Historically Yours “Ma! Ma! Where’s My Pa?” “Gone to t he White House, Ha! Ha! Ha!”

The presidential election of 1884 is regarded as one of the dirtiest in American history. It pitted New York Democratic Governor Grover Cleveland, a corruption reformer, against Republican Senator James G. Blaine. The presidential campaign turned on morality of the candidates. The Democrats assailed Blaine charging that he wrongfully profited while in Congress from railroad-road interests, stating, “Blaine! Blaine! James G. Blaine! Continental liar from the State of Maine!” The Republicans found a chink in “Cleveland’s moral armor.” Maria Halpin, a 35 year old widow, made the headlines by declaring that Cleveland, a bachelor, was the father of her illegitimate ten year old son, Oscar Folsom Cleveland. Republican media alleged Cleveland’s bachelor quarters were a “harem,” where he brought unsuspecting women and prostitutes. They also subsidized massive distribution of a song mocking Cleveland entitled: “Ma! Ma! Where’s My Pa?”

Cleveland’s panicked campaign staff wired him for instructions. Remarkably, Cleveland wired back, “Above all, tell the truth.” Cleveland publicly admitted that “as a bachelor he, and some friends, had kept company with Maria.” In acknowledging paternity, Cleveland stated, “The boy could be mine.” The chief source of the salacious sensational journalism against Grover was Rev. George H. Ball, pastor of the Hudson Street Baptist Church and loyal Republican. Other clergy rallied around Cleveland. Rev Kinsley Twining, a highly respected minister, was sent to Buffalo to investigate the reports of the local clergymen. His report was published in the New York Times, “The truth is this, that when he was younger …he was guilty of an illicit connection, but the various charges brought against him lacks the elements of truth in these substantial points…his conduct was singularly honorable, showing no attempt to evade responsibility, and doing all he could to meet his duties involved, of which marriage was certainly not one…”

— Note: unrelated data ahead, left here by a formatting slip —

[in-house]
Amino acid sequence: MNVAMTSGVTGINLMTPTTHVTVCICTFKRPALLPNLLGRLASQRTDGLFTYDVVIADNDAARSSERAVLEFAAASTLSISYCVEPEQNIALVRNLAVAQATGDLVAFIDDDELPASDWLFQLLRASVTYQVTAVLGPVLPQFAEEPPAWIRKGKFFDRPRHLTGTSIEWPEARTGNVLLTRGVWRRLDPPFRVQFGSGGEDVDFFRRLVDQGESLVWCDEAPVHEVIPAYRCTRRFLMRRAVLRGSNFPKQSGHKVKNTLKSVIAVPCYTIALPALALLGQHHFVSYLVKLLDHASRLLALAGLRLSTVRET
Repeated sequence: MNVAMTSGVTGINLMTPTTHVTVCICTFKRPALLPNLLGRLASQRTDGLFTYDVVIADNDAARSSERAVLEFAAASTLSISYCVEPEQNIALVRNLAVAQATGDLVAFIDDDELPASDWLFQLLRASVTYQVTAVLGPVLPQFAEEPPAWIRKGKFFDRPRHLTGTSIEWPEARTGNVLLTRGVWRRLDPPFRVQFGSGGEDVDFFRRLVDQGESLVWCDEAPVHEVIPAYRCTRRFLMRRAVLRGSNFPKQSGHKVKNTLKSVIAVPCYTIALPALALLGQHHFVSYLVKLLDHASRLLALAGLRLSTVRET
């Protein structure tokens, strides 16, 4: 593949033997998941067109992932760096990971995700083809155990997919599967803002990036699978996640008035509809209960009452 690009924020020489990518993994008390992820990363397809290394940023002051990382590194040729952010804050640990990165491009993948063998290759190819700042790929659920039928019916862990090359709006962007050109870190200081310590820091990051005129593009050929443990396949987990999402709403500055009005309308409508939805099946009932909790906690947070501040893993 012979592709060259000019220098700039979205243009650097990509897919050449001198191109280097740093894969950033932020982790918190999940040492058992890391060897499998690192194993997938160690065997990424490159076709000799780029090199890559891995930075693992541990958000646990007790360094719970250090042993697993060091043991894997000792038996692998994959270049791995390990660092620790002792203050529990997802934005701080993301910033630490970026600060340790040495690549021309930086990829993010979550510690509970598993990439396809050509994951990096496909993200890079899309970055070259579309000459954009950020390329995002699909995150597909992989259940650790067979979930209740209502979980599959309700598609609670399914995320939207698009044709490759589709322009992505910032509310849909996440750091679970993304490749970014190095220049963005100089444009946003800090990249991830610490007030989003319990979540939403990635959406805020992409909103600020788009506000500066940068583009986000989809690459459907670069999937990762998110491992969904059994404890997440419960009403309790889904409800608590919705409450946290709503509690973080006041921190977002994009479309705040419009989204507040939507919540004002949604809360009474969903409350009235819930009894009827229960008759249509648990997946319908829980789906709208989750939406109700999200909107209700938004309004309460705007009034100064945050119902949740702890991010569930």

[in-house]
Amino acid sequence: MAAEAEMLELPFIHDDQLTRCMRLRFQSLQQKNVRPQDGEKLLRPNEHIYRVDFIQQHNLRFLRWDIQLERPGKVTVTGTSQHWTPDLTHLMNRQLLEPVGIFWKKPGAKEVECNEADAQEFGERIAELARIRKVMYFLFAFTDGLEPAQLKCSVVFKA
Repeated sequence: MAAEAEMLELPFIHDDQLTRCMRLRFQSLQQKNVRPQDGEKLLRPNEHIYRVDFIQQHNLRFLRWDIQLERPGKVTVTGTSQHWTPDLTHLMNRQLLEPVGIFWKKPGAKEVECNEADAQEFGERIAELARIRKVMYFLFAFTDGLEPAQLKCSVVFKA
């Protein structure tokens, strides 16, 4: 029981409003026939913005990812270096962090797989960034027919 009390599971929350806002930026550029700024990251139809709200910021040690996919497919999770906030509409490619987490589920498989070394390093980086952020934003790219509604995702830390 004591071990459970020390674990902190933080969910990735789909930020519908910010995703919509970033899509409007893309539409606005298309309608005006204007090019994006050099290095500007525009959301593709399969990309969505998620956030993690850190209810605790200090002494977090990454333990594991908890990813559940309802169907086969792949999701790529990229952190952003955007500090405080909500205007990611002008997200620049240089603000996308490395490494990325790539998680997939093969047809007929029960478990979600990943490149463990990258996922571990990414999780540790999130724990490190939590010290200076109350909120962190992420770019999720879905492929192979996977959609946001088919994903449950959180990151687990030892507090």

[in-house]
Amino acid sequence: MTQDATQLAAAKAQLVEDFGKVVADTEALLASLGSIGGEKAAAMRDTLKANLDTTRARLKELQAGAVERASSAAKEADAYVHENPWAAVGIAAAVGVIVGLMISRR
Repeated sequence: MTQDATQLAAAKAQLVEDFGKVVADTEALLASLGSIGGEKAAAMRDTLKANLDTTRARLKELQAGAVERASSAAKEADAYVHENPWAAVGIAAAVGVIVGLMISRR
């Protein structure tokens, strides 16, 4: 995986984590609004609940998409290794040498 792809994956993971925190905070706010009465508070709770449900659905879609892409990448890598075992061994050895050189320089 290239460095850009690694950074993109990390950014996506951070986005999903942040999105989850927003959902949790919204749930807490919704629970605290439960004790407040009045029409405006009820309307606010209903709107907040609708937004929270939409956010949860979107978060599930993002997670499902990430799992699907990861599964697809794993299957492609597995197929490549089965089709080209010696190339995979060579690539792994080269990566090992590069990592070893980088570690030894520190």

Privately, Cleveland reasoned that since he was a bachelor and all of his other friends were married, including Oscar Folsom (his law partner and father of Cleveland’s future wife) it would be least damaging for him to admit paternity. In naming the child Oscar Folsom Cleveland, Maria was apparently not sure herself whether the child’s father was Folsom or Cleveland. Cleveland’s remarkably candid admission “caught the fancy of the electorate and helped defuse the issue.”

The final blow to Blain’s campaign came when a Republican spokesman referred to the Democrats as “the party of Rum, Romanism and Rebellion.” Blaine did not object to the description. “Irish Catholics, deeply offended by the religious slur, turned out in record numbers to help defeat Blaine.” The Democrats also had the last laugh. After their victory, they responded to the Republican-backed song, “Ma, Ma, where’s my Pa? with words, “Gone to the White House, Ha, Ha, Ha!”

Sources: William A. DeGregorio (The Complete Book of U.S. Presidents); Wesley O. Hagood (Presidential Sex – From the Founding Fathers to Bill Clinton).

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